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Skarga`s Sermon

Jan Matejko

Skarga`s Sermon

Jan Matejko
  • Date: 1864
  • Style: Romanticism
  • Genre: genre painting
  • Media: oil, canvas
  • Dimensions: 224 x 397 cm
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The Sermon of Piotr Skarga or Skarga's Sermon (Polish: Kazanie Skargi) is a large oil painting by Jan Matejko, finished in 1864, now in the National Museum, Warsaw in Poland. It depicts a sermon on political matters by the Jesuit priest Piotr Skarga, a chief figure of the Counter Reformation in Poland, where he rebukes the Polish elite for neglecting the national interest.

Skarga's Sermon is among Matejko's most famous works, and like other historical paintings by Matejko includes several portraits of identifiable historical figures of the period depicted, as well as in this case a self-portrait of the artist in the figure of Skarga.

Matejko finished the painting in May 1864. It was the first "large" painting of Matejko (the canvas had the size of over 8 square metres (86 sq ft), several times larger than any of his prior work). It was displayed in the gallery of the Kraków Society of Friends of Fine Art (Towarzystwo Przyjaciół Sztuk Pięknych w Krakowie). Painting's premiere drew crowds and reviews comparable with modern movie premieres. Soon afterwards Count Maurycy Potocki bought it for 10,000 guldens.

The painting shows Poland of the early 17th century, a country torn between the magnates and elected kings of the House of Vasa, with a proud and egotistical nobility, beginning a slide into an ungovernable anarchy. In that context, little heed was paid to the calls of many individuals (such as Skarga) for reform. Matejko's work became one of the major elements of the "legend of Piotr Skarga", helping the Jesuit achieve a lasting fame in Poland. Although Matejko's work fits within the genre of historical painting, with the Sermon... he departed from strict adherence to historical accuracy, focusing more on the message; thus this painting, like many of his subsequent works, included characters or items that could not have been present at the depicted scene.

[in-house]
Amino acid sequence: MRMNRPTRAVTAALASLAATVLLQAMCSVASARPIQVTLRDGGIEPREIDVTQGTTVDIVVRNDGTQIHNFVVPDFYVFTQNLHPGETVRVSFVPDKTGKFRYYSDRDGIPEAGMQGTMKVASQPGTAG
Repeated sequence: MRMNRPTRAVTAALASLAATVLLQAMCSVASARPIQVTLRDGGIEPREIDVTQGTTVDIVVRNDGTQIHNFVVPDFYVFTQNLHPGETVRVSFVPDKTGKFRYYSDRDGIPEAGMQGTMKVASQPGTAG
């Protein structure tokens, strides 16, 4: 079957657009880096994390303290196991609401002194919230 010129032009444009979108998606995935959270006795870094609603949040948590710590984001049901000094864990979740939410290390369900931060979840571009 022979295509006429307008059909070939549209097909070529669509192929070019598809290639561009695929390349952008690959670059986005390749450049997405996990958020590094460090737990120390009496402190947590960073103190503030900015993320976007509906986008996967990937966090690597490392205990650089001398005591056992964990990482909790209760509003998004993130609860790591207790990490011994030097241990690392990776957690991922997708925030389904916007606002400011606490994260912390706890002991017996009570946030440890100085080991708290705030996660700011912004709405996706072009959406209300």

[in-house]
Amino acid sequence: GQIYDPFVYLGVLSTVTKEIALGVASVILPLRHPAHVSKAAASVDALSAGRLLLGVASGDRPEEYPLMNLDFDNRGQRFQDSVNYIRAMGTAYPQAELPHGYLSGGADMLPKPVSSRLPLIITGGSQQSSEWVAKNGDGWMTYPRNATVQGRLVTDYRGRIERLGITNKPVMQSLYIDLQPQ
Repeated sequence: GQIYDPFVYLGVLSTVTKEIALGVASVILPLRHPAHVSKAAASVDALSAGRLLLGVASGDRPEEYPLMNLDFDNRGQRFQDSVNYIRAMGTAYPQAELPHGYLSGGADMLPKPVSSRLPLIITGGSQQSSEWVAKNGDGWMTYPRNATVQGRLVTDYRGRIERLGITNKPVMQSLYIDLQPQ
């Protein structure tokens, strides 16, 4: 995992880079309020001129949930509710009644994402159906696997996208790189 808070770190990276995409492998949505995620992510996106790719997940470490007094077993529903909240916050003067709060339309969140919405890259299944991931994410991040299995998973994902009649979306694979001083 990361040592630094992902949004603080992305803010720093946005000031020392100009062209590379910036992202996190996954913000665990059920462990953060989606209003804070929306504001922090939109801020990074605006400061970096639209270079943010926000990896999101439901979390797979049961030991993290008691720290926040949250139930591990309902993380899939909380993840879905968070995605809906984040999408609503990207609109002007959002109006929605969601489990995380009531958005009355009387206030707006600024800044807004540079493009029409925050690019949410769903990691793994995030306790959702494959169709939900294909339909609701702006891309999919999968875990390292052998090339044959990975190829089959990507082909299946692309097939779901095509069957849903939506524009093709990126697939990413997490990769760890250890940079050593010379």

The painting portrays Piotr Skarga, a Jesuit, giving a sermon in the presbytery of the Wawel Cathedral. He is visible at the top right, clad in black, with his hands raised, paused in the middle of the speech. His face is that of Matejko himself, if significantly aged (another source, however, suggests that Matejko asked Michał Szweycer to pose for Skarga instead). Skarga is the only animated character in the composition, all other individuals are shown as immobile, standing or sitting. The title of the painting suggests that the theme of Skarga's speech is his famous critique of the Polish government and a prophecy of its destruction. In reality, however, there is no proof that Skarga's work was ever delivered in the form of a real sermon.

Various historical figures, listening to the sermon, react to it through posture and facial expressions in a manner that suggest Matejko's view of their historical role. In the center, magnates Janusz Radziwiłł (1579-1620) (in a golden robe), Stanisław Stadnicki, Mikołaj Zebrzydowski, stand together, arrogant and unfazed. Jerzy Mniszech, Jan Piotr Sapieha and Janusz Zbaraski to their right seem to be listening, but an older nobleman is dozing nearby as a reminder that most nobility did not care either way about the issues Skarga is discussing. To their left, the king, Sigismund III Vasa, seems not to be paying too much attention to the preacher. His foreign garb stresses his unwillingness to integrate with his subjects; he always considered himself more of a Swede than a Pole, and would have preferred to be a king of Sweden instead. Sigismund is portrayed by Matejko as the second most important character in the painting, as he is also illuminated by light, albeit immobile, compared to Skarga. Sigismund's son, prince and future king Władysław IV Waza, stands above and to the left of the king. To his right, two women - Queen Anna Jagiellonka and Halszka Ostrogska are present. A glove on the floor between the king and the magnates is a sign of the upcoming civil war.

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